PARIS (Reuters) – The French state should gradually reduce financial support to the economy over the coming year as coronavirus safety measures are lifted, Bank of France Governor Francois Villeroy de Galhau said in an interview with French daily Les Echos.
“It will have to be done without rush, but without fear as well”, Villeroy said.
Villeroy told Les Echos that there was no risk of overheating in the European economy.
“Long-term interest rates (in the United States) seem to be rising as a consequence of the announcement of the Biden administration’s $1,900 billion economic recovery plan. Talking about overheating and a sustained rebound of inflation in the U.S. seems premature at the least; and there is no risk of this kind in Europe,” he said.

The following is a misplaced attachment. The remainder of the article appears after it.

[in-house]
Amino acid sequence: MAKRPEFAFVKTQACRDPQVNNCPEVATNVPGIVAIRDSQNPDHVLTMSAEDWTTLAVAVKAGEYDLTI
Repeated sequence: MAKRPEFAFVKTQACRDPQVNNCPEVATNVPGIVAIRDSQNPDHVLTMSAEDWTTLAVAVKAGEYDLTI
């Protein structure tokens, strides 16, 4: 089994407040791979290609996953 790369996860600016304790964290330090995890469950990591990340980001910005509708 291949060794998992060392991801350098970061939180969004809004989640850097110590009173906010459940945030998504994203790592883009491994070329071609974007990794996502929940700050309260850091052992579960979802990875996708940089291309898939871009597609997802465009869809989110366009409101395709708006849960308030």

Villeroy, who is also a European Central Bank policymaker, said Europe should boost the euro’s international role as its use in global foreign exchange reserves amounted to only a third of that of the dollar, while the U.S. and European economies are of similar size.
Villeroy reiterated earlier this month that the French economy was still on track to rebound 5% this year after the euro zone’s second-biggest economy suffered its deepest post-war recession last year due to the coronavirus outbreak and measures to contain it, including two national lockdowns.
France’s gross domestic product contracted by 8.3% in 2020.
(Reporting by Matthieu Protard and Geert De Clercq; editing by Jonathan Oatis)